Skip to main content



Executive Summary:

Chromatin is composed of the DNA that carries the genetic information along with associated proteins such as histones. Although initially thought of as mere structural components of chromatin, it is clear now that the proteins in chromatin have key roles in the regulation of DNA metabolism, including replication, transcription and repair. Posttranslational modifications of histones have been widely studied and constitute one of the key epigenetic mechanisms that modulate the metabolism of DNA without affecting its sequence. It is essential to understand how these marks on the histones are placed and their functional consequences through the recruitment of specific readers or the modulation of processes such as transcription or repair.

In this context, the main objectives of this project aim to understand the role of one of the readers of histone modifications, SCML2, and to dissect the mechanism controlling the deposition of the methylation in histone H3 lysine 56 (H3K56). SCML2 is one of the homologues of Sex Comb on Midleg (SCM) in Drosophila, a member of the Polycomb family of proteins. Polycomb group proteins are key developmental regulators that control the patterning of the embryo through the repression of homeotic genes. They usually work in complexes of which Polycomb Repressive Complex 1 and 2 are the best well studied. SCM is associated to PRC1 in flies, although the exact function of SCM or its mammalian homologues is not well understood.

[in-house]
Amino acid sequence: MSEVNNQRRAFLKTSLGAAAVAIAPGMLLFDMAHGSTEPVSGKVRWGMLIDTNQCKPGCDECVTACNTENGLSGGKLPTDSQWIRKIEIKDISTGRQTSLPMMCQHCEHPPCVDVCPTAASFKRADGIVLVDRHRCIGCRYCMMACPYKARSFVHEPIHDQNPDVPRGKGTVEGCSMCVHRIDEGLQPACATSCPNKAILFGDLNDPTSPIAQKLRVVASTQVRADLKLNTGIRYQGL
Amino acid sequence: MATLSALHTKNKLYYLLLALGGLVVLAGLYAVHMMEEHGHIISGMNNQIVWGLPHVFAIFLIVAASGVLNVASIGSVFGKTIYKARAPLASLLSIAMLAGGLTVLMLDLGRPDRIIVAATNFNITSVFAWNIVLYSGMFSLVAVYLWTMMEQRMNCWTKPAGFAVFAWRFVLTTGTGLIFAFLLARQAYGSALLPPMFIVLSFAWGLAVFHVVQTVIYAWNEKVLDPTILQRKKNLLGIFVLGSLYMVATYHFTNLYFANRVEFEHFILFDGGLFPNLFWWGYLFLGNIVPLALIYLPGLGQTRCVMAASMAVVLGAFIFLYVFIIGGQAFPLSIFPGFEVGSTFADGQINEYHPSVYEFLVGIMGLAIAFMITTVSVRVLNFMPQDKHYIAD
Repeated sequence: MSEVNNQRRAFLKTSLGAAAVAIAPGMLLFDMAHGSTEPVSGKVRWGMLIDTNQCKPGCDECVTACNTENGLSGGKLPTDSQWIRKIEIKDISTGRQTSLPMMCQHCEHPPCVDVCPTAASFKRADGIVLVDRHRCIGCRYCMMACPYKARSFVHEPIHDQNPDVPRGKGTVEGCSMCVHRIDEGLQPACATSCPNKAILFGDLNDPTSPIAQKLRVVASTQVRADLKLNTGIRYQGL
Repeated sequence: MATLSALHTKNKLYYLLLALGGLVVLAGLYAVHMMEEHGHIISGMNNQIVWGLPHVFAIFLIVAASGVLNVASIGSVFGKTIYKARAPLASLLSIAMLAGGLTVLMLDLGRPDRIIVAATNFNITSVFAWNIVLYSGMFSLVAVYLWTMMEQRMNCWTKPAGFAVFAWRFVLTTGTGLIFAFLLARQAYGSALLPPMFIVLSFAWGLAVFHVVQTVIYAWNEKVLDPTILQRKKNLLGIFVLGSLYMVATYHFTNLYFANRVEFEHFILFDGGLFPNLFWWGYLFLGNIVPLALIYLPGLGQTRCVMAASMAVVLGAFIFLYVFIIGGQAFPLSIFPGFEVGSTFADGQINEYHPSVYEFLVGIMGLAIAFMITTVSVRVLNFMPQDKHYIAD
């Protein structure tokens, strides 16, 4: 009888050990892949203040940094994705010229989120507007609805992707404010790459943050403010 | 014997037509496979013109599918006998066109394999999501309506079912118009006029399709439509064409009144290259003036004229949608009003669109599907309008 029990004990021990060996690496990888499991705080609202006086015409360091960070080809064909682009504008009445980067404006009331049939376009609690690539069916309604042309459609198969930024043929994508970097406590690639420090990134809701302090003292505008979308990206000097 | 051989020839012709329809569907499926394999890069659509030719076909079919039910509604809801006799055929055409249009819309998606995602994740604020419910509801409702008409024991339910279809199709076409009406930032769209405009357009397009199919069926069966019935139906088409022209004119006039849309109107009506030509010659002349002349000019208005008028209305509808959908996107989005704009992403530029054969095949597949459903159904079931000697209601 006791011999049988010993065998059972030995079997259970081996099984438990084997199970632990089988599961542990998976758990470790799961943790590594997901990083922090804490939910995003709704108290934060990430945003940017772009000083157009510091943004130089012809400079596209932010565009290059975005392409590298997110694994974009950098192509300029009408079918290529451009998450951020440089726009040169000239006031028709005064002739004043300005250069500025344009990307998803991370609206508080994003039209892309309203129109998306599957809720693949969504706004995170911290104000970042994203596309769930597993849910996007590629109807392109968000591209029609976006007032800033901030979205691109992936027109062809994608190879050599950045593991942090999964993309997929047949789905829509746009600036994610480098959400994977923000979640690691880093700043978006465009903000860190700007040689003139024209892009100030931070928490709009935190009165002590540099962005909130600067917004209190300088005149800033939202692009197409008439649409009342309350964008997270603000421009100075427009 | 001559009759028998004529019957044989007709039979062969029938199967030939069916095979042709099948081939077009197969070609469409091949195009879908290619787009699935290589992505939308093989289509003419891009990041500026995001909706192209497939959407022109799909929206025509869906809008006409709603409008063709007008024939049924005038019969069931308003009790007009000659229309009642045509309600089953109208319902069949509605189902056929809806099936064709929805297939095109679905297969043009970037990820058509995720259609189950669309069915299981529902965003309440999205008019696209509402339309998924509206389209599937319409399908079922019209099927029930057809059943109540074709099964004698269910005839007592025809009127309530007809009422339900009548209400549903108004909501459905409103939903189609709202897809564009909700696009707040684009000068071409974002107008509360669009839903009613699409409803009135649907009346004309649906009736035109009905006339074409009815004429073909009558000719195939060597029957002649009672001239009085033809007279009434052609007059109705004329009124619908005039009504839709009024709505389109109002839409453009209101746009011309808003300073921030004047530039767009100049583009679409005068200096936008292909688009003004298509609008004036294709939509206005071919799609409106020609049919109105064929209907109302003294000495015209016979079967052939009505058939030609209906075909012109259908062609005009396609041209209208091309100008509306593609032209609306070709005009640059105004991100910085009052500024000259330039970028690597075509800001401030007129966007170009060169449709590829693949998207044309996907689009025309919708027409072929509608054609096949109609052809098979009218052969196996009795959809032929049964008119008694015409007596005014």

SCML2 has two MBT repeats that mediate the interaction with monomethylated histone H4 lysine 20 or histone H3 lysine 79. These modifications have been related to the DNA damage response and therefore we decided to analyse the function of this protein in cells. We uncovered the presence of two different isoforms of SCML2, differing in the C-terminal region, where the domain (SPM) responsible for the interaction with PRC1 is located. The presence of an isoform without the SPM domain raised the question of whether both versions of the protein could have independent roles. In fact SCML2A and SCML2B have different subnuclear localization, and only SCML2A, with the SPM domain, is associated to chromatin.

Our analysis of the two isoforms of SCML2 revealed that they do have independent functions. We have demonstrated three different roles for SCML2: first, SCML2B regulates the cell cycle progression through direct contact with CDK2/CYCE and p21 complexes; second, SCML2A cooperates with PRC1 in gene repression and is targeted to target genes through the interaction with non-coding RNA, methylated lysines on histones, and PRC1; third, both isoforms interact with USP7, and this protein deubiquitinase is essential for the stability of key components of PRC1 complexes.

Briefly, SCML2B is necessary for the stabilization of p21 during early G1, fostering the efficient inhibition of accumulating CDK2/CYCE complexes that limit the progression into S phase. In turn, CDK1 and CDK2 phosphorylate SCML2 in several residues. The levels of phosphorylation of SCML2 change throughout the cell cycle and may determine the inhibition exerted by SCML2B on CDK2/CYCE complexes. This is the first time that a direct interaction between the Polycomb system and the cell cycle machinery has been detected in mammals.